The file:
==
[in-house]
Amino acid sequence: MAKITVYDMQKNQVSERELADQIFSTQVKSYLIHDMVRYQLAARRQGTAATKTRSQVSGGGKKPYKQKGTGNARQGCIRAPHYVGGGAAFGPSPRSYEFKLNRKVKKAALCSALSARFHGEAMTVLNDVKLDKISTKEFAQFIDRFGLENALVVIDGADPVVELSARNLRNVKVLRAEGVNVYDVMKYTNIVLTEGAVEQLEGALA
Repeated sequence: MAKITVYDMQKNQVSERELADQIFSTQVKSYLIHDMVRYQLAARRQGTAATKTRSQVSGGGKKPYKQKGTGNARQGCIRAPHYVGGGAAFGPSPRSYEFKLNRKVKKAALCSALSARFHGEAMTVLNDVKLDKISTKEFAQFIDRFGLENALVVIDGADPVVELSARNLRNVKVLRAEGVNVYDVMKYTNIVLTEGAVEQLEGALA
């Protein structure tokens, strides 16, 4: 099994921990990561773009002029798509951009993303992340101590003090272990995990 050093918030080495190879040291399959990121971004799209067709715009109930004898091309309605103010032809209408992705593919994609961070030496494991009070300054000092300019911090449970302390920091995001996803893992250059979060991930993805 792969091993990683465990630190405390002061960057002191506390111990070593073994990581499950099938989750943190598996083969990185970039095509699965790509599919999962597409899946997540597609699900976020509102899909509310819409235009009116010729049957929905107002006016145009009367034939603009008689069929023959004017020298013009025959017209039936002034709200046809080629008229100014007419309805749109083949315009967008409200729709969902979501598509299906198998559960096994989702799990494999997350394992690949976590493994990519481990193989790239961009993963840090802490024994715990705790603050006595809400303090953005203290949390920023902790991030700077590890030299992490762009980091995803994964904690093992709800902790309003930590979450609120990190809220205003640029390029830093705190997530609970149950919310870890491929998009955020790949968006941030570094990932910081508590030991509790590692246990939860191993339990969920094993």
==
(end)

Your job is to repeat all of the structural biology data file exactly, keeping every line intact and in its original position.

[in-house]
Amino acid sequence: MAKITVYDMQKNQVSERELADQIFSTQVKSYLIHDMVRYQLAARRQGTAATKTRSQVSGGGKKPYKQKGTGNARQGCIRAPHYVGGGAAFGPSPRSYEFKLNRKVKKAALCSALSARFHGEAMTVLNDVKLDKISTKEFAQFIDRFGLENALVVIDGADPVVELSARNLRNVKVLRAEGVNVYDVMKYTNIVLTEGAVEQLEGALA
Repeated sequence: MAKITVYDMQKNQVSERELADQIFSTQVKSYLIHDMVRYQLAARRQGTAATKTRSQVSGGGKKPYKQKGTGNARQGCIRAPHYVGGGAAFGPSPRSYEFKLNRKVKKAALCSALSARFHGEAMTVLNDVKLDKISTKEFAQFIDRFGLENALVVIDGADPVVELSARNLRNVKVLRAEGVNVYDVMKYTNIVLTEGAVEQLEGALA
């Protein structure tokens, strides 16, 4: 099994921990990561773009002029798509951009993303992340101590003090272990995990 050093918030080495190879040291399959990121971004799209067709715009109930004898091309309605103010032809209408992705593919994609961070030496494991009070300054000092300019911090449970302390920091995001996803893992250059979060991930993805 792969091993990683465990630190405390002061960057002191506390111990070593073994990581499950099938989750943190598996083969990185970039095509699965790509599919999962597409899946997540597609699900976020509102899909509310819409235009009116010729049957929905107002006016145009009367034939603009008689069929023959004017020298013009025959017209039936002034709200046809080629008229100014007419309805749109083949315009967008409200729709969902979501598509299906198998559960096994989702799990494999997350394992690949976590493994990519481990193989790239961009993963840090802490024994715990705790603050006595809400303090953005203290949390920023902790991030700077590890030299992490762009980091995803994964904690093992709800902790309003930590979450609120990190809220205003640029390029830093705190997530609970149950919310870890491929998009955020790949968006941030570094990932910081508590030991509790590692246990939860191993339990969920094993």